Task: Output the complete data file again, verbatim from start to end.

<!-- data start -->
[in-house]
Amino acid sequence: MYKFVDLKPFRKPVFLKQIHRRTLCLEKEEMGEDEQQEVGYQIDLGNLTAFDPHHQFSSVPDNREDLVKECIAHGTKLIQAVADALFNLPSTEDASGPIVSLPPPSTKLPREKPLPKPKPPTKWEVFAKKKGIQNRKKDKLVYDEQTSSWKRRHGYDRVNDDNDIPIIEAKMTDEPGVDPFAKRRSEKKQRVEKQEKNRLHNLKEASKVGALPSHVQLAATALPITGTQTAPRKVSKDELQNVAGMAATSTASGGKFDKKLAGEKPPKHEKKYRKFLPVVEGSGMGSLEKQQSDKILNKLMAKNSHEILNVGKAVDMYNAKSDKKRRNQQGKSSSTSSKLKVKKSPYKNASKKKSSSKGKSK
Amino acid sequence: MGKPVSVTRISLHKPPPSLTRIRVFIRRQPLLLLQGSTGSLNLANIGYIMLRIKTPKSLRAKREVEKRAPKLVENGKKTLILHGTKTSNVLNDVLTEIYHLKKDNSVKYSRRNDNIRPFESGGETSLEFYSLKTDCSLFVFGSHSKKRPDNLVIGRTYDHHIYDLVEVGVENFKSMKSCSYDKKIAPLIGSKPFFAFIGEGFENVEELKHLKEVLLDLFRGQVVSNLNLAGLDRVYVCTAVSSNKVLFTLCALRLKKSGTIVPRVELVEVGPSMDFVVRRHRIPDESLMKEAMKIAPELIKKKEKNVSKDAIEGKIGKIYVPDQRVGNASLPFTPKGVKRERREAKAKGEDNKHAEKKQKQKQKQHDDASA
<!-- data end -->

[in-house]
Amino acid sequence: MYKFVDLKPFRKPVFLKQIHRRTLCLEKEEMGEDEQQEVGYQIDLGNLTAFDPHHQFSSVPDNREDLVKECIAHGTKLIQAVADALFNLPSTEDASGPIVSLPPPSTKLPREKPLPKPKPPTKWEVFAKKKGIQNRKKDKLVYDEQTSSWKRRHGYDRVNDDNDIPIIEAKMTDEPGVDPFAKRRSEKKQRVEKQEKNRLHNLKEASKVGALPSHVQLAATALPITGTQTAPRKVSKDELQNVAGMAATSTASGGKFDKKLAGEKPPKHEKKYRKFLPVVEGSGMGSLEKQQSDKILNKLMAKNSHEILNVGKAVDMYNAKSDKKRRNQQGKSSSTSSKLKVKKSPYKNASKKKSSSKGKSK
Amino acid sequence: MGKPVSVTRISLHKPPPSLTRIRVFIRRQPLLLLQGSTGSLNLANIGYIMLRIKTPKSLRAKREVEKRAPKLVENGKKTLILHGTKTSNVLNDVLTEIYHLKKDNSVKYSRRNDNIRPFESGGETSLEFYSLKTDCSLFVFGSHSKKRPDNLVIGRTYDHHIYDLVEVGVENFKSMKSCSYDKKIAPLIGSKPFFAFIGEGFENVEELKHLKEVLLDLFRGQVVSNLNLAGLDRVYVCTAVSSNKVLFTLCALRLKKSGTIVPRVELVEVGPSMDFVVRRHRIPDESLMKEAMKIAPELIKKKEKNVSKDAIEGKIGKIYVPDQRVGNASLPFTPKGVKRERREAKAKGEDNKHAEKKQKQKQKQHDDASA